The score remained A’s 4, Tigers 3, heading into the bottom of the ninth. Al Kaline pinch-hit for McLain leading off the frame, so if Denny was going to get his 30th, Detroit would have to mount a game-winning rally right there. Facing Diego Segui, Kaline worked the count to 3-2, and then took a pitch just off the outside corner. Ball four. The tying run was on base. Dick McAuliffe, unable to lay down a bunt, finally popped up to third for the first out. Mickey Stanley singled, sending Kaline to third. That brought up Jim Northrup, who sent a dribbler to first baseman Danny Cater. Kaline raced home to try to tie the game. Cater’s throw to catcher Duncan was wild, and Kaline scored. Northrup was safe on first, while Stanley took third on the play.
“They told me when I got to third,” Kaline said later, “that I should go in if the ball wasn’t hit too hard in the infield. So when Northrup’s ball was just a trickler, I took off. I made up my mind that if the ball was there already I would grab the catcher with my hands and try to knock it loose from him. I was going to give it my best shot. I saw Duncan go up for the ball just before I hit him. He spun me around but I saw the ball go by him and crawled over to the plate and touched it with my hand to make sure.”11
Up to the plate stepped Willie Horton. The outfielders were extra shallow for a play at the plate. On a 2-2 pitch, Horton hit a liner over the head of left-fielder Jim Gosger, who probably would have caught it had he been playing at normal depth. Stanley danced across the plate with the winning run, and, in the words of Free Press columnist Joe Falls, “It was VJ day all over again.”12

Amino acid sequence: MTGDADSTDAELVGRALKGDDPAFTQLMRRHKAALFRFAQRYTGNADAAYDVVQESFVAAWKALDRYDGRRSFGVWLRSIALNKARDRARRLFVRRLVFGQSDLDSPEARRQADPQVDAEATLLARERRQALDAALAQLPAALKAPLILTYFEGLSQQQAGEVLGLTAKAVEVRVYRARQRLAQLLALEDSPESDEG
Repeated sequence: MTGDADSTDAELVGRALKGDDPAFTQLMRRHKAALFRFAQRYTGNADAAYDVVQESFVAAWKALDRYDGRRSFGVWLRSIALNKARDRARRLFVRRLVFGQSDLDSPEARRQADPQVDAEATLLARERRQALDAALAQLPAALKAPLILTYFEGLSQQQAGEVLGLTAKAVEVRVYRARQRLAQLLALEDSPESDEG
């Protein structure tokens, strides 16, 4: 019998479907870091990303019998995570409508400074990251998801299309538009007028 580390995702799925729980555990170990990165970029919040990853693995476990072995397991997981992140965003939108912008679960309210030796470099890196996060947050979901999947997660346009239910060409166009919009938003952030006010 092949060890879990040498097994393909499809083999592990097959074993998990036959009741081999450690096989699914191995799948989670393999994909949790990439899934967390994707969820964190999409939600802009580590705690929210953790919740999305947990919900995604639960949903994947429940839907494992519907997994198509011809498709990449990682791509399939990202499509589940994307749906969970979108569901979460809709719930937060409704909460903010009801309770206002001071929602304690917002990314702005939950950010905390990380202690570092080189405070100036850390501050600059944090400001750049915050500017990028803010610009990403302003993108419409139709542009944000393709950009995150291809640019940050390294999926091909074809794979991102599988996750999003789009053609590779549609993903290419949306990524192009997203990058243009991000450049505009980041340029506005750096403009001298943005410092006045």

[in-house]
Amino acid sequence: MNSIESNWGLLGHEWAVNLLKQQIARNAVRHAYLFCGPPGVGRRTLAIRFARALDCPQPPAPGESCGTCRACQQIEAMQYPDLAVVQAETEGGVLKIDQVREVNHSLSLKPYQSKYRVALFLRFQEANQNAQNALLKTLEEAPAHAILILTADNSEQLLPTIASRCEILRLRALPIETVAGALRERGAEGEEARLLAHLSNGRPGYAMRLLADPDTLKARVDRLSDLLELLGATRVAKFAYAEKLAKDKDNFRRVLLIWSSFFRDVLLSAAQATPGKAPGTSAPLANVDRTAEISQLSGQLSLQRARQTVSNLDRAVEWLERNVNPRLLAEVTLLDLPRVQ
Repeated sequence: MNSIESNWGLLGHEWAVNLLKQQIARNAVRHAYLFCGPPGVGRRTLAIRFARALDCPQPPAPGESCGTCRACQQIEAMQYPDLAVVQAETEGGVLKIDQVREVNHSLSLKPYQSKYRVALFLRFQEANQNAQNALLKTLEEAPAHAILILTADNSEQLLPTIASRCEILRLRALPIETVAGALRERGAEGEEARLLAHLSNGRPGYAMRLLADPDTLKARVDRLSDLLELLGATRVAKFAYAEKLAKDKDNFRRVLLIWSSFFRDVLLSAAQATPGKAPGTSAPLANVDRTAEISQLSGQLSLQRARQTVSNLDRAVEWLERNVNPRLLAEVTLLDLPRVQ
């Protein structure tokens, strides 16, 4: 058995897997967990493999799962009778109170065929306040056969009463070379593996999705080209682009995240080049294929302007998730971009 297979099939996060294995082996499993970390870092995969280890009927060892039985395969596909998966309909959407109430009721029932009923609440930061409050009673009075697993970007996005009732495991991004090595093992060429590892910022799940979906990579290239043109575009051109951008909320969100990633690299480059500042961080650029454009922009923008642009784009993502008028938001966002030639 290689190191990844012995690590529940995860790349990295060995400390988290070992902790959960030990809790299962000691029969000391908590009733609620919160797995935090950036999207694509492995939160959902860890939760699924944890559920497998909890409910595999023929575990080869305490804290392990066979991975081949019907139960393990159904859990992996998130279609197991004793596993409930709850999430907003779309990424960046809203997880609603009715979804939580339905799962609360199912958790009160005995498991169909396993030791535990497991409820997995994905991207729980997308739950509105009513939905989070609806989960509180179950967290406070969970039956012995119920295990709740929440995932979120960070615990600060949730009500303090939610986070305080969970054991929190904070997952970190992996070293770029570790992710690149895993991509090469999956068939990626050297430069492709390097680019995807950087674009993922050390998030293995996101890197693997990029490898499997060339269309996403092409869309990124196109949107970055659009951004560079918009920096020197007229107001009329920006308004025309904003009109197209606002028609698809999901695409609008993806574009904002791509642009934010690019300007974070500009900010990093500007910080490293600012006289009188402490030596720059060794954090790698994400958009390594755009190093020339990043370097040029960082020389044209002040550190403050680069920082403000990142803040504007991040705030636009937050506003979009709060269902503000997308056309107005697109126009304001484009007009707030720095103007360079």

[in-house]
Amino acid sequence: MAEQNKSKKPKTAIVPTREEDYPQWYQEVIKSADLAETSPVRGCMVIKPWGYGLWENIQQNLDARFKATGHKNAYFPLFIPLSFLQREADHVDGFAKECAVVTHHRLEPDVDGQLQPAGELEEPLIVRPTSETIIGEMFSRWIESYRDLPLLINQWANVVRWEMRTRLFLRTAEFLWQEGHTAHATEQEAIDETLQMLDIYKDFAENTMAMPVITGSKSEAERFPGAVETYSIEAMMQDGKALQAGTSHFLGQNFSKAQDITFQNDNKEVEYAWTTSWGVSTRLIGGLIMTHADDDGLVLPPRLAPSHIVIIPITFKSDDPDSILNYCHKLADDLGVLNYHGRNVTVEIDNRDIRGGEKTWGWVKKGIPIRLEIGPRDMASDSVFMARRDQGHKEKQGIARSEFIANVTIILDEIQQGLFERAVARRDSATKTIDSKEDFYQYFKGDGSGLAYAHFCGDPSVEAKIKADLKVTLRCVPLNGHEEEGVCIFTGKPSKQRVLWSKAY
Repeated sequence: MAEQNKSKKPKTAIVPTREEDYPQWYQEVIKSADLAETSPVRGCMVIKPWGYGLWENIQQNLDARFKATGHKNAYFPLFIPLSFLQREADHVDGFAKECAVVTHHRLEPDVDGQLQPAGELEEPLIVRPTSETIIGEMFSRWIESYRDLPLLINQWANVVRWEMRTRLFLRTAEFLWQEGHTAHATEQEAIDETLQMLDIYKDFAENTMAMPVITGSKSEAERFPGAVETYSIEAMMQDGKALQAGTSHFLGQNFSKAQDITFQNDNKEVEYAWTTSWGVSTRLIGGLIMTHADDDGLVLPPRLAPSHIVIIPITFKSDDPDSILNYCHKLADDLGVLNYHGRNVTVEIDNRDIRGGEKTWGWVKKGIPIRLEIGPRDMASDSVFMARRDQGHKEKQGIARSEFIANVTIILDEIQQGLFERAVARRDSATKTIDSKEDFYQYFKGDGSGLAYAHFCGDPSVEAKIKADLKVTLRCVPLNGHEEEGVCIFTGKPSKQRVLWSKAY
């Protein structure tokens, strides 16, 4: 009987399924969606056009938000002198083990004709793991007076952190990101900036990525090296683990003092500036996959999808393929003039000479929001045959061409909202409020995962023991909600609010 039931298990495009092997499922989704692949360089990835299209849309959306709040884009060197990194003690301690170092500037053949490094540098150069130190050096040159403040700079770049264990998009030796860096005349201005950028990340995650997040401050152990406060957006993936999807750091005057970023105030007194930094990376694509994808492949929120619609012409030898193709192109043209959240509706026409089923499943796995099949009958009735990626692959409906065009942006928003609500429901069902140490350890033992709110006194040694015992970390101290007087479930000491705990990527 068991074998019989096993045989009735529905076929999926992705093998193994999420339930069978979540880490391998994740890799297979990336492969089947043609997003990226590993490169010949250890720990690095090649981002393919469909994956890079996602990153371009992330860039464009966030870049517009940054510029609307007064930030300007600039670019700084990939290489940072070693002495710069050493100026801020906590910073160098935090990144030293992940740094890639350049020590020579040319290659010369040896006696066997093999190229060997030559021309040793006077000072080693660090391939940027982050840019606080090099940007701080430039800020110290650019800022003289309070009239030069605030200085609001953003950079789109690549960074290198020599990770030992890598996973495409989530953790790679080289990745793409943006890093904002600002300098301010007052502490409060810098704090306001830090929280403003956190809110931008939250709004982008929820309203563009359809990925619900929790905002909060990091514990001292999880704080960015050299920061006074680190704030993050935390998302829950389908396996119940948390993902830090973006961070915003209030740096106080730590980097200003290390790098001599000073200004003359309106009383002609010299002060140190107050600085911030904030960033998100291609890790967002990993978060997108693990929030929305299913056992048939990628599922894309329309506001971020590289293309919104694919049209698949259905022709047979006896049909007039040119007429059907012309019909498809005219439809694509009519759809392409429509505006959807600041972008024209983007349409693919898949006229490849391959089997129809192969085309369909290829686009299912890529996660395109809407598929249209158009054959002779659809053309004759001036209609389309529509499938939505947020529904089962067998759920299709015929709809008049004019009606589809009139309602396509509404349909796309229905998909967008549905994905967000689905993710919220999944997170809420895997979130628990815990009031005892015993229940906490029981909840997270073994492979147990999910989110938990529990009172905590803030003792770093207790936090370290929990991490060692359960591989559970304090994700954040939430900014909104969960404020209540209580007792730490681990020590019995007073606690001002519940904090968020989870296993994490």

As the Tigers celebrated on the field and in the clubhouse, and as the fans, refusing to leave, screamed themselves hoarse, the person in the ballpark who was the most disappointed was Reggie Jackson. “All for nothing,” he fumed, referring to his two home runs. He had also cut off a runner at home plate with a rifle throw, and made a fine leaping catch in the outfield. “Oh, I hated to lose this game. Why did it have to be us that he beat for that 30th one?”13 Meanwhile, the man of the hour came out of the dugout for a curtain call. “Look at this, willya?” McLain yelled, awed by the whole scene. “Look at those people! I can’t believe it!”14